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Wrong attitude

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The White House created quite a stir over the weekend when word was leaked that President Obama is preparing his own draft of immigration reform legislation much to the displeasure of Democrats and Republicans alike in Congress.

In its broad outline, the proposal is similar to the general principles guiding a bipartisan working Senate group, particularly in addressing the status of an estimated 11 million illegal aliens here now by creating a lengthy and conditional path to citizenship.

The White House plan would create a new visa that would allow illegal immigrants to live and work in the United States. They would be able to apply for a green card granting them legal permanent residency within eight years, although as a practical matter they would wait longer. An estimated 6 million immigrants are in line now waiting for their green cards.

Illegal immigrants would have to learn English and U.S. history and government, undergo a background check, and pay back taxes and other penalties. Those with a serious criminal record would not be eligible to stay. The bill would also include additional border security measures and will require employers to set up a system to verify the immigration status of new hires within four years.

Despite the similarities to congressional proposals, furious congressional Republicans denounced the president for presuming to craft legislation. Sen. Marco Rubio called the proposal “half-baked and seriously flawed.” It was also rejected as “counter-productive” and “dead on arrival.” Sen. John McCain questioned whether it was “another cudgel to beat up Republicans.” The two men are part of the Senate group working on a bipartisan proposal with Democratic Sen. Charles Schumer and others. Sen Schumer, an ally of President Obama, urged the administration to give them a chance to complete a bill, hopefully in March.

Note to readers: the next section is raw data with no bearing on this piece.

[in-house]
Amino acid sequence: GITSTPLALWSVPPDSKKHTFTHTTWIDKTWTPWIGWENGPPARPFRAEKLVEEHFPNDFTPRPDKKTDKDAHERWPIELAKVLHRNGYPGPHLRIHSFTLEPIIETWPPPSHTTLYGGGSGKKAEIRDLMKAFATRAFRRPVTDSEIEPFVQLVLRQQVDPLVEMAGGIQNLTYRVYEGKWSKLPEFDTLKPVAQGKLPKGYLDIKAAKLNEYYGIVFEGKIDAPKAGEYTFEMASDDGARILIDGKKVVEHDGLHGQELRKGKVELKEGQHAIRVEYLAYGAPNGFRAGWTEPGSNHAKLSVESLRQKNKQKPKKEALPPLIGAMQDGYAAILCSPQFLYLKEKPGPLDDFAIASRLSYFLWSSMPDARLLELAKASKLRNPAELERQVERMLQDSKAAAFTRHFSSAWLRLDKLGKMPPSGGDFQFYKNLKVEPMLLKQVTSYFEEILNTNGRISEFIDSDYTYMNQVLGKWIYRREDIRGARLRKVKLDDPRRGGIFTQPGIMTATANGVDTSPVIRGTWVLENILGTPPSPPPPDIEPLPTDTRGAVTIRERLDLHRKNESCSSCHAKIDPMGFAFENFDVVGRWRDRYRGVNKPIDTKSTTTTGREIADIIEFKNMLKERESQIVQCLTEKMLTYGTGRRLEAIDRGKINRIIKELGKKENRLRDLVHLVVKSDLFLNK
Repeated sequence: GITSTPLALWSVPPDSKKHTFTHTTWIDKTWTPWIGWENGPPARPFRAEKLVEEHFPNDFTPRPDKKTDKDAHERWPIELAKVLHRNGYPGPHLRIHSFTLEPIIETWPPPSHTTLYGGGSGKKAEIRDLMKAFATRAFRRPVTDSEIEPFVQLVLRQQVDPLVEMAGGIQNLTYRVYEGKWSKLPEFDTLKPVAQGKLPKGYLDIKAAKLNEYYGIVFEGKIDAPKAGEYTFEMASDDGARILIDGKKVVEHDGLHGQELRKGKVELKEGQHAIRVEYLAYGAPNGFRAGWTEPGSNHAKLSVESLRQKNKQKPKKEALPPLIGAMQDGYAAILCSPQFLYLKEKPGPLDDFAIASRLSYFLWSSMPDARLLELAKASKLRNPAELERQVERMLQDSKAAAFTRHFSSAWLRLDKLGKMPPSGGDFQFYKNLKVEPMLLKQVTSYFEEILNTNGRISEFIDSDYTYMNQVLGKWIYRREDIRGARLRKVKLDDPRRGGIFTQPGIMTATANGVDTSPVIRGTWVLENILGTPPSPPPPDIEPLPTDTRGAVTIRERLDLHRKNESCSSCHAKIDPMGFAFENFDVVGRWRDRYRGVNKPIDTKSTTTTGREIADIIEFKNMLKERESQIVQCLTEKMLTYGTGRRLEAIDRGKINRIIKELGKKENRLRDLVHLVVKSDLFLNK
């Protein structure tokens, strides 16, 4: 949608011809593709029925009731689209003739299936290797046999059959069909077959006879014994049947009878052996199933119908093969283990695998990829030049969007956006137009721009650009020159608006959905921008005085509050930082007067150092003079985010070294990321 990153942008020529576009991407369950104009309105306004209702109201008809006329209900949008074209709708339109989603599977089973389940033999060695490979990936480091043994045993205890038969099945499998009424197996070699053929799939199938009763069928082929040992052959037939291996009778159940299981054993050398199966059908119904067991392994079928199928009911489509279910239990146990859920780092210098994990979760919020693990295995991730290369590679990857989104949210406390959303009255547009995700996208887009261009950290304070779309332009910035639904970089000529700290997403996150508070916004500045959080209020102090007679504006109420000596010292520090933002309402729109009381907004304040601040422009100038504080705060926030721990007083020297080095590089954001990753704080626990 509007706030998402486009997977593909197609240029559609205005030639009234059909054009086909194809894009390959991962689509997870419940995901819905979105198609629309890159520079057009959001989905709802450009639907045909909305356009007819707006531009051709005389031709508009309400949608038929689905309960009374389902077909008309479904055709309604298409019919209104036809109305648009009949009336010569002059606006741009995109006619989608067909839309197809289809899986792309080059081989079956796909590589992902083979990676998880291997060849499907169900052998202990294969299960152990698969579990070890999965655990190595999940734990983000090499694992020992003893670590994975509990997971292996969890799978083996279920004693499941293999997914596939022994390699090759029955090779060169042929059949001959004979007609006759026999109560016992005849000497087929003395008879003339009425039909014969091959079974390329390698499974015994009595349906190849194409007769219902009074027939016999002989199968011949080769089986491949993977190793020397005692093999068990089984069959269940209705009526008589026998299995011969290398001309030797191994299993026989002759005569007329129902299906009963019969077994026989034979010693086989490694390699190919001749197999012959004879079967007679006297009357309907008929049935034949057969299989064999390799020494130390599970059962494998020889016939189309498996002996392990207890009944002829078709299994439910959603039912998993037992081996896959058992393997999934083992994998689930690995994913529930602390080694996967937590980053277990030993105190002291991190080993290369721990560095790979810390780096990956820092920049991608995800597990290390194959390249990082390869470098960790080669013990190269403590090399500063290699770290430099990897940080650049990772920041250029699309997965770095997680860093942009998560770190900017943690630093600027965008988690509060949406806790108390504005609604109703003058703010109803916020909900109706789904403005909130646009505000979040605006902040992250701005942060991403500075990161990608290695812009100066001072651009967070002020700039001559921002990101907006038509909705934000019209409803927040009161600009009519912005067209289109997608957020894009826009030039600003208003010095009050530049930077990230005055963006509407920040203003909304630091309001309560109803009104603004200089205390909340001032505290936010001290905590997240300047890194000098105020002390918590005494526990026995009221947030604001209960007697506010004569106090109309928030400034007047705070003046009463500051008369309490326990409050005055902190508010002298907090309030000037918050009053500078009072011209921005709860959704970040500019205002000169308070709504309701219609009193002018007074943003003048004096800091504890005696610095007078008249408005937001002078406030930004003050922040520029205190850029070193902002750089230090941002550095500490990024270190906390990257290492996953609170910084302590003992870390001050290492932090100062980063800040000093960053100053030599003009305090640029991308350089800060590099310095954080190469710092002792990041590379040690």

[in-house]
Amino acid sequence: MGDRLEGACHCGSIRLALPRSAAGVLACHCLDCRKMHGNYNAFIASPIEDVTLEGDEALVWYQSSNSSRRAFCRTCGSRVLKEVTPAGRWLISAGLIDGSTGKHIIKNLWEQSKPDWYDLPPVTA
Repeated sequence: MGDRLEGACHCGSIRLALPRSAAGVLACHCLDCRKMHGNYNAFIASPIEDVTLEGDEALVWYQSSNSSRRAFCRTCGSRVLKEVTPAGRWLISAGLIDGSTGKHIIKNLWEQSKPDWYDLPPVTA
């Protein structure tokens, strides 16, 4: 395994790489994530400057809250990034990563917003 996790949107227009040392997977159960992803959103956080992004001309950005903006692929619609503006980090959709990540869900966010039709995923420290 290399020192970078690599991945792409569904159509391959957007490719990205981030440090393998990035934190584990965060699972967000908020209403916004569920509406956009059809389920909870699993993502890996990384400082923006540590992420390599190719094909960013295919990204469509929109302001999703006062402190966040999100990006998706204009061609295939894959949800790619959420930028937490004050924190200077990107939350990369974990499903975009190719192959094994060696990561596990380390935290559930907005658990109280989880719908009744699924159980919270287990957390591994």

Responding to the criticism, a White House spokesman said they were only doing what President Obama had agreed to by giving Congress a chance to draft legislation with the White House plan intended as a back-up in case Congress failed to enact its own legislation.

It’s not likely that a White House bill would stand any better chance in Congress than a failed bipartisan congressional proposal. But many of the president’s critics have also faulted him for failing to take the leadership on other matters.

The White House rushed to assure senators that they did not leak details of the administration’s draft. However, congressional lawmakers cannot draft a bill in a vacuum without also considering what will pass presidential approval. Senate Democratic negotiators are in contact with the White House, as they should be. So why should the White House action raise such an uproar?

The flare-up is a reminder of what is wrong and another indication of the nation’s polarizing politics.

Rather than an institutional confrontation between the White House and Congress or between Republicans and President Obama, there ought to be a three-way conversation in the spirit of compromise, something there is not much of in Washington these days.

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